VAC Burlington, Ontario, November 18, 2014 - VAC AERO has recently shipped four complete replacement hot zones for various sized furnaces to be delivered to a North American manufacturer. The hot zones feature unitized construction for easy removal and maintenance. The lightweight design’s low thermal mass enables faster quenching and longer life. The heat shield package consists of three layers of half inch thick graphite felt and an inner reflective layer of graphoil bonded carbon composite that provides added protection and enhanced reflectivity. The graphite felt does not shrink which minimizes heat leakage and contributes to stable uniformity throughout its useful life. The heat shield package is supported by a 14 ga. stainless steel assembly that uniformly distributes the quenching gas to the workload. Some ongoing improvements on VAC AERO’s hot zones include improved durability, thermal efficiency and extended hot zone life.
We continue our discussion on the maintenance of vacuum furnaces. Part One talked about establishing a sound maintenance strategy and once this has been determined, the real maintenance work can begin. Let’s talk about the specifics on what, when, how and why we maintain certain critical components on our vacuum furnaces. Vacuum furnaces come in all shapes and sizes and have many common features and operational/maintenance needs. However, it is important to understand the particular needs of the vacuum furnaces in your shop to have an effective maintenance program. When performing maintenance it is important to have a written plan defining the specific task to be performed, and the reason why a particular task is necessary. A work order should be issued and the work signed off upon completion (which includes testing to ensure that the repair was successful).
There are many vacuum-brazing shops out there that still believe it is necessary to try to use the strongest vacuum possible for brazing if they expect to get good results. Such thinking is erroneous, and has led many shops to actually see “worse” results (increased void content of joints, increased discoloration on furnace walls, etc.) than they would have seen if they had merely used a “weaker” (less strong) vacuum. Many people today still like to use some of the older vacuum terminology, such as "soft vacuum", "rough vacuum", "hard vacuum", etc., and some of those same people still believe that a “very hard vacuum” is always necessary for effective brazing.
Grain size can be measured after detecting the grains, and removing twin boundaries in face-centered cubic (FCC) metals, using electron backscattered diffraction (EBSD) with the SEM. For metals with annealing twins, or where it is difficult to reveal by etching a high percentage of the grain boundaries, EBSD provides advantages over the traditional light optical microscopy (LOM) approach described in ASTM E 112. Specimen preparation for EBSD must remove all damage from the preparation process and leave the surface very flat. Specimens are studied as-polished, not etched. One or more representative fields are scanned, pixel by pixel, developing a diffraction pattern at each pixel position.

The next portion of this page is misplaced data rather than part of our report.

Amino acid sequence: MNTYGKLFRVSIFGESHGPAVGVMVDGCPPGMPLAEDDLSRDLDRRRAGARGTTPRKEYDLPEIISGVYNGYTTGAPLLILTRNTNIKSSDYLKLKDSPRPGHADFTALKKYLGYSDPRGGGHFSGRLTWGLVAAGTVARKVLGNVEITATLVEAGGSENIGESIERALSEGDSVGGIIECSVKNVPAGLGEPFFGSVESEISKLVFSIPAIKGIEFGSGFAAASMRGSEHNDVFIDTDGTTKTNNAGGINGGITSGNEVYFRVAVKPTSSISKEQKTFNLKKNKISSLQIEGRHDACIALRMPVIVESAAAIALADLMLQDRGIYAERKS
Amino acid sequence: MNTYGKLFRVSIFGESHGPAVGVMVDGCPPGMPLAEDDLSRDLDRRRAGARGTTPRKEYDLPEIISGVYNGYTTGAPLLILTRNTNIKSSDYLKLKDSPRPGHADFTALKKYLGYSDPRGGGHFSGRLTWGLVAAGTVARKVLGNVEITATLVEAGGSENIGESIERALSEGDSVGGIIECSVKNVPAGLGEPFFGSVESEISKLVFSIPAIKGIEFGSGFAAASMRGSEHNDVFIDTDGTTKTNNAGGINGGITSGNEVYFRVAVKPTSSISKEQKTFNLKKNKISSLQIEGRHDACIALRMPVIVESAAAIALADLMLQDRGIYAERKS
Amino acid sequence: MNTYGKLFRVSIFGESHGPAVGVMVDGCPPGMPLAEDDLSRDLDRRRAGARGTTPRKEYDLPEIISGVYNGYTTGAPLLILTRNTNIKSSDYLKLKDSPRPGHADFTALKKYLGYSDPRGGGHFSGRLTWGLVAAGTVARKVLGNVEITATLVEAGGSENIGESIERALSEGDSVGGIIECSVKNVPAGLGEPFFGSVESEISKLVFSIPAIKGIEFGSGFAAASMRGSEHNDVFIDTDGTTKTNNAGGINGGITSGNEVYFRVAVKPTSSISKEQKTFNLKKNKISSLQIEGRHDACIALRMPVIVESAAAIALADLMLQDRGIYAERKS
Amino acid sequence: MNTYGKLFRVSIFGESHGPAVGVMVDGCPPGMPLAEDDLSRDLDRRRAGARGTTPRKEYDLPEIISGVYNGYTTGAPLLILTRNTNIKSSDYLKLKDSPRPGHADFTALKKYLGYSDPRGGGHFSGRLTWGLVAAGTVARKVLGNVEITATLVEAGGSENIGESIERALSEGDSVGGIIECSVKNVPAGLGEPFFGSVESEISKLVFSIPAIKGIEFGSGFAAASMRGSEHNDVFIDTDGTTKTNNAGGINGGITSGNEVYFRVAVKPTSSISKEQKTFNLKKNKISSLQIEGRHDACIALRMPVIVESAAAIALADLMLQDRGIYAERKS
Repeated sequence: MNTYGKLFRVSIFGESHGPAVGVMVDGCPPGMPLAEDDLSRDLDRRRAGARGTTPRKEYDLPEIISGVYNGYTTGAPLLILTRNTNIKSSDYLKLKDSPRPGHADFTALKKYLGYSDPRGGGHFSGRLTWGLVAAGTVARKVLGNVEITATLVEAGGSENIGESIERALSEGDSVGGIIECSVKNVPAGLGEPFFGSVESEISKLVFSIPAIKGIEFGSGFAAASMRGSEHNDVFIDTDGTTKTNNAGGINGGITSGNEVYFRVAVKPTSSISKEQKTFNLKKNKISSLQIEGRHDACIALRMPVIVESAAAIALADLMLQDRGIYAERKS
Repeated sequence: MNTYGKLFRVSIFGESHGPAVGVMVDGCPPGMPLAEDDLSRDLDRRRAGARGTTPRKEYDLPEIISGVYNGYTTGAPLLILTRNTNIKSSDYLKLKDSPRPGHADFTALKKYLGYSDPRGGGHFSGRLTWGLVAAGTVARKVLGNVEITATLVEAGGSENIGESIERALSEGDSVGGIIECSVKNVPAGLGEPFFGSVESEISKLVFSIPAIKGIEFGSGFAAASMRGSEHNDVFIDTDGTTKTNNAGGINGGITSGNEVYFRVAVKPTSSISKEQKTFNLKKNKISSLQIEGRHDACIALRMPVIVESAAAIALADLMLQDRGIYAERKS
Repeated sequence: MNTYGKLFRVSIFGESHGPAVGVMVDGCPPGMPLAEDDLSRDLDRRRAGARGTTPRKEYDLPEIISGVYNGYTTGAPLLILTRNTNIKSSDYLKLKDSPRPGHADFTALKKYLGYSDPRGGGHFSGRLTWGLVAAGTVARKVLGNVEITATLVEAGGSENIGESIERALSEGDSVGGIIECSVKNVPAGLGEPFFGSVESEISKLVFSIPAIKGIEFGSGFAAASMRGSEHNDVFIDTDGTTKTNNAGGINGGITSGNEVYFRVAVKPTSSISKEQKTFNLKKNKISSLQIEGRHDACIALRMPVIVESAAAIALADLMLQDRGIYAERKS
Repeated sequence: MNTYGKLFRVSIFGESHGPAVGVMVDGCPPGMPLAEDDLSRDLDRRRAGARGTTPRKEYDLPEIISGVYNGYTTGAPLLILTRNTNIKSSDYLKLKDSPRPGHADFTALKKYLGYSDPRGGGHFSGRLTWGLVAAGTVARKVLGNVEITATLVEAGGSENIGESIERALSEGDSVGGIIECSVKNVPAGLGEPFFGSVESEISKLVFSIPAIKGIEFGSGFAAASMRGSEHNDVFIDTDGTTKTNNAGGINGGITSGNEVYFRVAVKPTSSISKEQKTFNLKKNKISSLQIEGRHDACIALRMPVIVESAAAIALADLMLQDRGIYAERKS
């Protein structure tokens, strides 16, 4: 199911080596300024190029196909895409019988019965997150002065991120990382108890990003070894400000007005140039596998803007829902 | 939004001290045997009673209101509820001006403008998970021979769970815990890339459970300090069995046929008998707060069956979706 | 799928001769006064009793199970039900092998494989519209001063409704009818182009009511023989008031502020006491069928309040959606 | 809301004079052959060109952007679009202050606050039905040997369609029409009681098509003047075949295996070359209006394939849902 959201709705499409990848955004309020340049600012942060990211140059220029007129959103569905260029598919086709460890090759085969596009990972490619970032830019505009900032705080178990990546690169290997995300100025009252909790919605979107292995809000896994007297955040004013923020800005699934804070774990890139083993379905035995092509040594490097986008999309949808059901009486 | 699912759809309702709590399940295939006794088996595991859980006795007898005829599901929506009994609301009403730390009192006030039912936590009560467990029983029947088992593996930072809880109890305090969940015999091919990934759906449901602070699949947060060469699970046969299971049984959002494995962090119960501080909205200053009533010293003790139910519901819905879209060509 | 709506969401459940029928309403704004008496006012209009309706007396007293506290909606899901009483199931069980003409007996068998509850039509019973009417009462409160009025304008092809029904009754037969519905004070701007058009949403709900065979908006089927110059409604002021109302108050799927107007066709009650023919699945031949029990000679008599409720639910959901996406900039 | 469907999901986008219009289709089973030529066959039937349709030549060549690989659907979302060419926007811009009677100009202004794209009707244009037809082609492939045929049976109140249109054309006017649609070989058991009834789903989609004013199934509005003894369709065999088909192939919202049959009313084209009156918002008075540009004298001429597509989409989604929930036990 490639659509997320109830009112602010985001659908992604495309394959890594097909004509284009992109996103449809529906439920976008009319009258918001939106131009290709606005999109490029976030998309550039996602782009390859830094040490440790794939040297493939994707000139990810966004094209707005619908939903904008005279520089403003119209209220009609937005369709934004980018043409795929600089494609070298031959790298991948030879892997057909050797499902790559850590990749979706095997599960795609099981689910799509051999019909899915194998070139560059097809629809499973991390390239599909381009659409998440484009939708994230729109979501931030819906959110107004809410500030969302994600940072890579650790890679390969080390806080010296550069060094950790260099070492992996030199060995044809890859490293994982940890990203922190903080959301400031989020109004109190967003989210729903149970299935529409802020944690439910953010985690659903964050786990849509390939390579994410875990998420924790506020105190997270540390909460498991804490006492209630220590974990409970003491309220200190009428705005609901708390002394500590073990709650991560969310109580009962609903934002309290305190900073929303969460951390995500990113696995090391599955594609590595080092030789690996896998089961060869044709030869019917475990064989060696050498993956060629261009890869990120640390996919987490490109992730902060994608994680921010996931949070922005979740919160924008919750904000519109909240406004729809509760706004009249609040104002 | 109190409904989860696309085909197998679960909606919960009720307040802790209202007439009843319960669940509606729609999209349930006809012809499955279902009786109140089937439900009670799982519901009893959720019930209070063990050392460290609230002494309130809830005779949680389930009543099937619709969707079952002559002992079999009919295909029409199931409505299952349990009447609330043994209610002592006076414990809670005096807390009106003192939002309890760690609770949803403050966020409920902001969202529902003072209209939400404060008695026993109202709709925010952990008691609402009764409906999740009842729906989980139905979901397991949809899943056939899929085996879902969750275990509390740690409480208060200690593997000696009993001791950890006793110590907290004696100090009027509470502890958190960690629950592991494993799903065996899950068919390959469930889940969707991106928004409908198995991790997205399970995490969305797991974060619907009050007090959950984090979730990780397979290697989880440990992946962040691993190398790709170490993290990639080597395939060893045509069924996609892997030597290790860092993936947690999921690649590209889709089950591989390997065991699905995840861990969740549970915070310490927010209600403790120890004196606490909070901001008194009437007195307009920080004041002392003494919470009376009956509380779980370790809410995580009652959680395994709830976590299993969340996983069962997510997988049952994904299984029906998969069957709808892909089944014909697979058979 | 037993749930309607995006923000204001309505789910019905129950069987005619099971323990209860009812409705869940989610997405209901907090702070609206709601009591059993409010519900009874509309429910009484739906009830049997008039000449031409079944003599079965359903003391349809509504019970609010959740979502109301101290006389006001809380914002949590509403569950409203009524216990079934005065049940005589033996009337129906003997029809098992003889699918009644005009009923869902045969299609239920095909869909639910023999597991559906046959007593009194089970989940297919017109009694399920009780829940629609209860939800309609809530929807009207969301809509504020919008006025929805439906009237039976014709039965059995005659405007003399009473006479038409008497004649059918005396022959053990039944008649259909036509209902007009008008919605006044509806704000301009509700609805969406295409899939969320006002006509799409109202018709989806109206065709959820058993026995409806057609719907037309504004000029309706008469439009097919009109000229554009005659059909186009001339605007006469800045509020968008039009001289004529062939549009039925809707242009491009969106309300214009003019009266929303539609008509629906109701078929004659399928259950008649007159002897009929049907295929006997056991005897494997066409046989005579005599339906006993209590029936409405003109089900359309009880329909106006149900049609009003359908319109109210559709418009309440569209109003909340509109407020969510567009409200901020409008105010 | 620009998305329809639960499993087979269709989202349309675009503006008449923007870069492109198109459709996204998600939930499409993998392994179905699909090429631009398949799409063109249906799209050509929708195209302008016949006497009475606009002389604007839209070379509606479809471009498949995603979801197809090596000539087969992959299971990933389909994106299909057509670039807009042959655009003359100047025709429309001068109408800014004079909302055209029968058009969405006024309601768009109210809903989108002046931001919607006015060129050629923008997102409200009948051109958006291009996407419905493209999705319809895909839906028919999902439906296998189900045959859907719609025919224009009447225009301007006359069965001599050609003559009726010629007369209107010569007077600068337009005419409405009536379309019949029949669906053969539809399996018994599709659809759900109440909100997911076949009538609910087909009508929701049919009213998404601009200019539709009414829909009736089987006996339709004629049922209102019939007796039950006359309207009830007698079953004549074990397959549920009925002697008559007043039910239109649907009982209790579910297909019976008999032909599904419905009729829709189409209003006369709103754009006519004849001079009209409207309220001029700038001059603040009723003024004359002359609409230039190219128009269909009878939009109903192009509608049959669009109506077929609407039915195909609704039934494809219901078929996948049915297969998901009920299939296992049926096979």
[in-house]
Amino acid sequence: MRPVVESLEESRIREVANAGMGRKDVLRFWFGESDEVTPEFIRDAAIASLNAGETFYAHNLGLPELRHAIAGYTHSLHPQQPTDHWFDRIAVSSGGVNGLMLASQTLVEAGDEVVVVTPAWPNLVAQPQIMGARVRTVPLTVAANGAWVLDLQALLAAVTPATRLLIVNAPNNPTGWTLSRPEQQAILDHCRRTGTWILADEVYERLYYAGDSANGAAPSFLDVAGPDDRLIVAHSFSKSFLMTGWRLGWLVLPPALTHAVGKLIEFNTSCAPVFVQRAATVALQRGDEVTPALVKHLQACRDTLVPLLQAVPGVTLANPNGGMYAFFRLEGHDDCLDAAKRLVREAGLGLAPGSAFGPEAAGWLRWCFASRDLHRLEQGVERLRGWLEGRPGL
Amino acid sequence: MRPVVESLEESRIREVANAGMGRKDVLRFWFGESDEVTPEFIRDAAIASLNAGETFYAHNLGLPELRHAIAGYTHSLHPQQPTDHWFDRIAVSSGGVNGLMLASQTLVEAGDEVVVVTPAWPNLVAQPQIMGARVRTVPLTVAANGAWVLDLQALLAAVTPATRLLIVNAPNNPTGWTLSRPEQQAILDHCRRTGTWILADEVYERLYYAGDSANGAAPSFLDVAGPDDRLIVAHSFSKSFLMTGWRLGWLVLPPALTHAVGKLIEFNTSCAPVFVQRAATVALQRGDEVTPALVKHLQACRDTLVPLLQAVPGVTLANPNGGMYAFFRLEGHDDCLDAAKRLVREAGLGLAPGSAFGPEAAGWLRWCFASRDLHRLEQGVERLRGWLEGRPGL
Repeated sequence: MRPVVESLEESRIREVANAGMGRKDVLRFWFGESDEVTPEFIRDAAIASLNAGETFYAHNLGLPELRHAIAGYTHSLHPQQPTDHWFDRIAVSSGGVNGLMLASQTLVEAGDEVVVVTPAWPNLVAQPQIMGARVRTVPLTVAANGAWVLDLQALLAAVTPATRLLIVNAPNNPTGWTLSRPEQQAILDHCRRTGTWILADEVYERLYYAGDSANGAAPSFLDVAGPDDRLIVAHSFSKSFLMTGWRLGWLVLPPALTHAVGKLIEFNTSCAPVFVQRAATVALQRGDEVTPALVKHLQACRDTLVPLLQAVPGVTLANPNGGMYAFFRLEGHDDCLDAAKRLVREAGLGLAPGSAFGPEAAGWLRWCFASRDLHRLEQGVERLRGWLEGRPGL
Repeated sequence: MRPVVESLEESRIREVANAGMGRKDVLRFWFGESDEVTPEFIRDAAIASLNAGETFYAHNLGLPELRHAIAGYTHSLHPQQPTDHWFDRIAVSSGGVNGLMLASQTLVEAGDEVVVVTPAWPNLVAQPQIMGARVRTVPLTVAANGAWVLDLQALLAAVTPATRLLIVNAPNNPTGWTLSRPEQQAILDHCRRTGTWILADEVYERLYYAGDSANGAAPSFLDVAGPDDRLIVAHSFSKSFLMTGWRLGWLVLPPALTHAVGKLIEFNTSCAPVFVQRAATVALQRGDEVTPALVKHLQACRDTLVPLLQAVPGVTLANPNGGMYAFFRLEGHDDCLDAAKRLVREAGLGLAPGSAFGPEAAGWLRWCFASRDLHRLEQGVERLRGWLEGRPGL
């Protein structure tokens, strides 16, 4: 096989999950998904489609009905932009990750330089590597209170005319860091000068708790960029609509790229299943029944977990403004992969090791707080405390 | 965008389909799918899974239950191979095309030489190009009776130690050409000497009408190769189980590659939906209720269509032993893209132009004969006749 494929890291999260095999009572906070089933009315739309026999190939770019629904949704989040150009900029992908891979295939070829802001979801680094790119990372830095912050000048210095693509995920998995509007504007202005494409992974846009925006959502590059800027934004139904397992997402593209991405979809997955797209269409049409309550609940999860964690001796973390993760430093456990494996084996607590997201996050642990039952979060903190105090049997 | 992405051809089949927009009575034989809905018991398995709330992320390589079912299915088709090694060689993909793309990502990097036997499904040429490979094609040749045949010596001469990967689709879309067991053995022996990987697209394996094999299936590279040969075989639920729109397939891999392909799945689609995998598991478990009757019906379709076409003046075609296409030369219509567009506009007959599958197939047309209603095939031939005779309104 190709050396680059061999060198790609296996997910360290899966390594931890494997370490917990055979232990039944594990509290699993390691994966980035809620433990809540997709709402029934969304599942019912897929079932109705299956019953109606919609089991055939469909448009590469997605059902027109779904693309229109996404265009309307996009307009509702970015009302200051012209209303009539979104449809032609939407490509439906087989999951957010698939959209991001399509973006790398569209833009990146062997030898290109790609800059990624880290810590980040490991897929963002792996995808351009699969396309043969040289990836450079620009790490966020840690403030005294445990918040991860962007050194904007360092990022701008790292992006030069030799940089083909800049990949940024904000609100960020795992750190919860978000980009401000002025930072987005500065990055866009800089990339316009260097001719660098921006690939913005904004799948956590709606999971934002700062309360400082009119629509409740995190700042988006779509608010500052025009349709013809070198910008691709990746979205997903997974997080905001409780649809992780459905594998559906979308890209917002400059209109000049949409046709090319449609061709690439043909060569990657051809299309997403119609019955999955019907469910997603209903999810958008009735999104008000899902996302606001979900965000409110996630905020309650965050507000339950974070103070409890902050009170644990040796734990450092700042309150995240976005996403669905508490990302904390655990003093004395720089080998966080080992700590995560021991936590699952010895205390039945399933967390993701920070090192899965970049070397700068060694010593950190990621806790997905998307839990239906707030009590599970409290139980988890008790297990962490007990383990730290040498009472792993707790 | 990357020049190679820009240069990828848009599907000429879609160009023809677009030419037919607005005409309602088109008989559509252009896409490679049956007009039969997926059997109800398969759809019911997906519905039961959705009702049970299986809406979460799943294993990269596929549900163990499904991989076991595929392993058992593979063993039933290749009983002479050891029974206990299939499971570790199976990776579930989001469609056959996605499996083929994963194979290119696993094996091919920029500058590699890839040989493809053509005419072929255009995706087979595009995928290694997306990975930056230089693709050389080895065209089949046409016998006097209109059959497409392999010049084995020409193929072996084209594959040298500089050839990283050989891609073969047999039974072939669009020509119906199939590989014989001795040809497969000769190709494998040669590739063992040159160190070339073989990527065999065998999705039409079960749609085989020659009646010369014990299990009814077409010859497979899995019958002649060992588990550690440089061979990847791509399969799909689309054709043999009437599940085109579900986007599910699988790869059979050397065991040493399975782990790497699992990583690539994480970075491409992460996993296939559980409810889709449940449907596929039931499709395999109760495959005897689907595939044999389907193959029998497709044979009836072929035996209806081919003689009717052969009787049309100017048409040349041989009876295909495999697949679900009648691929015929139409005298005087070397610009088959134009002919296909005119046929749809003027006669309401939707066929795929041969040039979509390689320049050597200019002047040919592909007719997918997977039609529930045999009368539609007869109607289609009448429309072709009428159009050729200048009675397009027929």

This article is written for vacuum pumps such as the oil sealed rotary piston pumps used on many heat treating and vacuum furnace applications. The same information would also apply to the oil diffusion holding pump if it is used. This pump may be either a vee belt driven pump or a direct drive pump. The holding pump is used to keep the oil diffusion pump evacuated below the critical backing pressure when the main pump is in roughing mode. All mechanical vacuum pumps need maintenance and the pump manufacturer usually lists the basic checks needed in the pump operation manual. This will vary with the application that the pump is used on but, at a minimum, will include the following: check oil level daily or weekly, depending on the application and use, change oil and check the shaft seal area for leaks every 6 months and inspect the exhaust valves and gas ballast valve seals every 12 months.
VAC AERO offers complete turnkey services, including planning, designing, building and installation of vacuum furnace systems and controls. VAC AERO’s experience, proven through decades of service in commercial heat treating, has provided us with valuable insight into the changing needs and rigorous demands of our furnace customers. As a result, VAC AERO has developed a keen understanding of the design and performance of vacuum furnace systems built to meet the most stringent requirements for reliability. VAC AERO’s vacuum furnace design innovations are thoroughly tested in our own heat treating facilities before being offered to our customers. That means better quality, reliability and efficiency to maximize uptime and productivity. Horizontal vacuum models provide great flexibility for general heat treating and brazing applications and Vertical bottom-loading models are ideal for processing large circular and/or long parts.